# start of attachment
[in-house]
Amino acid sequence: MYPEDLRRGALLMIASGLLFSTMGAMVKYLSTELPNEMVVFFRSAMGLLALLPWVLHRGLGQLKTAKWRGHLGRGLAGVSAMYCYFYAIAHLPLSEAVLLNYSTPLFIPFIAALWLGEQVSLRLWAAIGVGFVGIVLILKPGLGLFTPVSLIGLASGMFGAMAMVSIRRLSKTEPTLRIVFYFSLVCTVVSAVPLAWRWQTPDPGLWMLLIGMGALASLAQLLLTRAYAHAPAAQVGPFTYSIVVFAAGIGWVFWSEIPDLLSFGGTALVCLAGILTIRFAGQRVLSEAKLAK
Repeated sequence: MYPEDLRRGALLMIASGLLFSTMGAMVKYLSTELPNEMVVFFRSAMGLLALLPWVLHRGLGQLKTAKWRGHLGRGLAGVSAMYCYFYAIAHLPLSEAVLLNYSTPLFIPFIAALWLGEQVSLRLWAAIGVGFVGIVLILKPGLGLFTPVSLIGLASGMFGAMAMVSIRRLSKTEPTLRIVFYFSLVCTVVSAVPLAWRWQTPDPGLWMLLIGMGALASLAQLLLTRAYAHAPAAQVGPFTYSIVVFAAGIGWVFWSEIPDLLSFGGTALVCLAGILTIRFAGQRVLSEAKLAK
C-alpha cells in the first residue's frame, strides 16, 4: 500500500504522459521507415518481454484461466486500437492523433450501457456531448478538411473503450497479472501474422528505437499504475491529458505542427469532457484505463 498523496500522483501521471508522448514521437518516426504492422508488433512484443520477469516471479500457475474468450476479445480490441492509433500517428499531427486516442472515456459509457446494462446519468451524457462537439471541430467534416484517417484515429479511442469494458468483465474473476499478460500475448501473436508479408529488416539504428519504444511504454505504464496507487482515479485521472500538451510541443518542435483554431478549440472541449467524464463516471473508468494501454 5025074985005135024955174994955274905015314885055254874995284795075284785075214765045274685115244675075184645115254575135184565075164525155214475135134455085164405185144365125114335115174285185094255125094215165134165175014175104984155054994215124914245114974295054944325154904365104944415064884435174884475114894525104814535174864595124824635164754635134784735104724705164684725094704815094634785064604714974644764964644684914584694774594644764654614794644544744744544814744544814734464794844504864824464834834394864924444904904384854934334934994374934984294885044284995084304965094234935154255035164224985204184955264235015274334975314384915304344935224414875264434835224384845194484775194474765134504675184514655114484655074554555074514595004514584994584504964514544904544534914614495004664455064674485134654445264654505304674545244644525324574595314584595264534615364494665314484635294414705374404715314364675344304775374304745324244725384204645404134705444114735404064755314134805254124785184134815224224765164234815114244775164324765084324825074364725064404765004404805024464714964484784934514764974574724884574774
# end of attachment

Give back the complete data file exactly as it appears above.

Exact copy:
[in-house]
Amino acid sequence: MYPEDLRRGALLMIASGLLFSTMGAMVKYLSTELPNEMVVFFRSAMGLLALLPWVLHRGLGQLKTAKWRGHLGRGLAGVSAMYCYFYAIAHLPLSEAVLLNYSTPLFIPFIAALWLGEQVSLRLWAAIGVGFVGIVLILKPGLGLFTPVSLIGLASGMFGAMAMVSIRRLSKTEPTLRIVFYFSLVCTVVSAVPLAWRWQTPDPGLWMLLIGMGALASLAQLLLTRAYAHAPAAQVGPFTYSIVVFAAGIGWVFWSEIPDLLSFGGTALVCLAGILTIRFAGQRVLSEAKLAK
Repeated sequence: MYPEDLRRGALLMIASGLLFSTMGAMVKYLSTELPNEMVVFFRSAMGLLALLPWVLHRGLGQLKTAKWRGHLGRGLAGVSAMYCYFYAIAHLPLSEAVLLNYSTPLFIPFIAALWLGEQVSLRLWAAIGVGFVGIVLILKPGLGLFTPVSLIGLASGMFGAMAMVSIRRLSKTEPTLRIVFYFSLVCTVVSAVPLAWRWQTPDPGLWMLLIGMGALASLAQLLLTRAYAHAPAAQVGPFTYSIVVFAAGIGWVFWSEIPDLLSFGGTALVCLAGILTIRFAGQRVLSEAKLAK
C-alpha cells in the first residue's frame, strides 16, 4: 500500500504522459521507415518481454484461466486500437492523433450501457456531448478538411473503450497479472501474422528505437499504475491529458505542427469532457484505463 498523496500522483501521471508522448514521437518516426504492422508488433512484443520477469516471479500457475474468450476479445480490441492509433500517428499531427486516442472515456459509457446494462446519468451524457462537439471541430467534416484517417484515429479511442469494458468483465474473476499478460500475448501473436508479408529488416539504428519504444511504454505504464496507487482515479485521472500538451510541443518542435483554431478549440472541449467524464463516471473508468494501454 5025074985005135024955174994955274905015314885055254874995284795075284785075214765045274685115244675075184645115254575135184565075164525155214475135134455085164405185144365125114335115174285185094255125094215165134165175014175104984155054994215124914245114974295054944325154904365104944415064884435174884475114894525104814535174864595124824635164754635134784735104724705164684725094704815094634785064604714974644764964644684914584694774594644764654614794644544744744544814744544814734464794844504864824464834834394864924444904904384854934334934994374934984294885044284995084304965094234935154255035164224985204184955264235015274334975314384915304344935224414875264434835224384845194484775194474765134504675184514655114484655074554555074514595004514584994584504964514544904544534914614495004664455064674485134654445264654505304674545244644525324574595314584595264534615364494665314484635294414705374404715314364675344304775374304745324244725384204645404134705444114735404064755314134805254124785184134815224224765164234815114244775164324765084324825074364725064404765004404805024464714964484784934514764974574724884574774